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The HR Specialist: Pennsylvania Employment Law

A bill to provide protections to lesbian, gay, bisexual and transsexual em­­ployees has picked up some surprising support in the General Assembly. The bill, which was introduced with 102 co-sponsors, would ban discrimination based on sexual orientation or gender identity or expression in employment, housing, credit and public accommodations.

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The financially troubled Harrisburg University of Science and Tech­­nol­­ogy has asked a federal judge to dismiss a retaliation lawsuit filed by a former professor. She claims she was fired over criticism she and her husband leveled against university officials.

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Many employers have revised their handbooks to include language requiring all employees to treat one another—as well as customers—with respect. But that doesn’t mean that em­­ployees who feel “disrespected” have grounds for a lawsuit.

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Here’s a bit of good news for employers that try to accommodate disabilities but whose efforts are rejected out of hand: When you offer what looks like a reasonable accommodation and an employee refuses to even try it, you are no ­longer obligated to retain her. A worker who rejects an offered accommodation is no longer covered by the ADA if she doesn’t even try it first.

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Using temporary workers can be an effective way to stretch your labor budget without making a long-term staffing commitment. But if a temp sues over alleged discrimination, you may not have saved much money. To prevent surprises, make sure you treat the temp as a guest—leave the employment details to the agency that supplies the temp.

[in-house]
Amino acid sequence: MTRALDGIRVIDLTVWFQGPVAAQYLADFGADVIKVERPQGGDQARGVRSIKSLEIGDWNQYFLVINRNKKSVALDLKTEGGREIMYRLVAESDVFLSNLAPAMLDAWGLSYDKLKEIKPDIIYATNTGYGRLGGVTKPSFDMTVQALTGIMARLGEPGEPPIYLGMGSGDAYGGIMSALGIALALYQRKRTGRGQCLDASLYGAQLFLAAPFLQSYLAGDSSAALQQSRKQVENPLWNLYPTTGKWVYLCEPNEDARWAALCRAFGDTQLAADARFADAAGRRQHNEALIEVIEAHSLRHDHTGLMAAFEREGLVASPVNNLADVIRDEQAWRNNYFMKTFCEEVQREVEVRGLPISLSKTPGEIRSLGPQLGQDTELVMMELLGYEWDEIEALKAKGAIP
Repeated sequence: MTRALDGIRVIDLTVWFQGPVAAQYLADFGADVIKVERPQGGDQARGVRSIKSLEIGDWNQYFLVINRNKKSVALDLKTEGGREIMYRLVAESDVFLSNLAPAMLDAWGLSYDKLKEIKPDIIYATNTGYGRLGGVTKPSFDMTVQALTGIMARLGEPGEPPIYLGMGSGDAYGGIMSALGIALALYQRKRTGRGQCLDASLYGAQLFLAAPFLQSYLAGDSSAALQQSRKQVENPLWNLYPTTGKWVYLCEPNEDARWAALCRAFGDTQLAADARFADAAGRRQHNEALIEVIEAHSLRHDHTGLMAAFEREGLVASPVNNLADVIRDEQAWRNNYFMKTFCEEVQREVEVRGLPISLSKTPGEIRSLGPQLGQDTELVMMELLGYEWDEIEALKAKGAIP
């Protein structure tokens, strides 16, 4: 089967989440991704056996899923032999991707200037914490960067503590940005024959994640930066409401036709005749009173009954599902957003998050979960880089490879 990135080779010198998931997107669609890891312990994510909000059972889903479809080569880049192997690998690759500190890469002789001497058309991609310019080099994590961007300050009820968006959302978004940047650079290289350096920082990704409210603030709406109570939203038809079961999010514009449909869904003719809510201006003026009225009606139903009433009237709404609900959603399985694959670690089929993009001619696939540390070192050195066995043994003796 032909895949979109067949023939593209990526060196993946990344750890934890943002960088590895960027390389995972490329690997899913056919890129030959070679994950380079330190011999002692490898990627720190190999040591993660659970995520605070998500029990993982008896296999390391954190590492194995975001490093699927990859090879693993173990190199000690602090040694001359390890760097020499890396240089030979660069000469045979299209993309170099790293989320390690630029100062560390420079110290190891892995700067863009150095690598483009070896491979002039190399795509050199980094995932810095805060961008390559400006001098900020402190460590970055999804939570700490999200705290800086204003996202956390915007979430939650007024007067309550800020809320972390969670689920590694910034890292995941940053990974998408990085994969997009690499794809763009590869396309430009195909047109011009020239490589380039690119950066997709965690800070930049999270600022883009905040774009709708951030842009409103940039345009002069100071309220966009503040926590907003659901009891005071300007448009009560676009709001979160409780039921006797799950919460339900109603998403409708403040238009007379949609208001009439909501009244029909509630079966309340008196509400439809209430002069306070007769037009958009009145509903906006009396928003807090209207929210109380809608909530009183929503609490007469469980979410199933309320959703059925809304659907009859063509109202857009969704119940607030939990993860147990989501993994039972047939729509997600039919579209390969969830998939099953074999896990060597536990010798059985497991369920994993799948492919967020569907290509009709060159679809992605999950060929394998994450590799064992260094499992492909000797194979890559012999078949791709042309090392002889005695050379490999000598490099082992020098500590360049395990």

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Sometimes, two employees who break the same rule don’t deserve exactly the same punishment. But employers must make sure they can explain the difference.

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The Pennsylvania Supreme Court has agreed to hear arguments in two lawsuits challenging a state law requiring judges to retire at age 70. A 1989 decision, Gondelman v. Com­­mon­­wealth, upheld the practice as constitutional, but several judges are asking the court to look at the issue anew.

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When we think of bullying, we usually think of kids at school, not adults in the workplace. But, according to a 2010 survey, 35% of American workers have been bullied at work. Unfortunately for those employees, there are currently no federal or state laws that specifically prohibit bullying in the workplace. That may soon change.

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A federal judge in Western Penn­­syl­­vania has chastised the EEOC for not attempting to conciliate discrimination charges in good faith. The criticism stems from a bias complaint the EEOC investigated against a group of six Ruby Tuesday restaurants.

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Employees are supposed to receive the same compensation for the same work regardless of sex. But that doesn’t mean you can’t pay some men more than some women, even if it’s crystal clear that they’re doing the exact same job. That’s because the Equal Pay Act allows for differences that can be accounted for by any factor other than sex.

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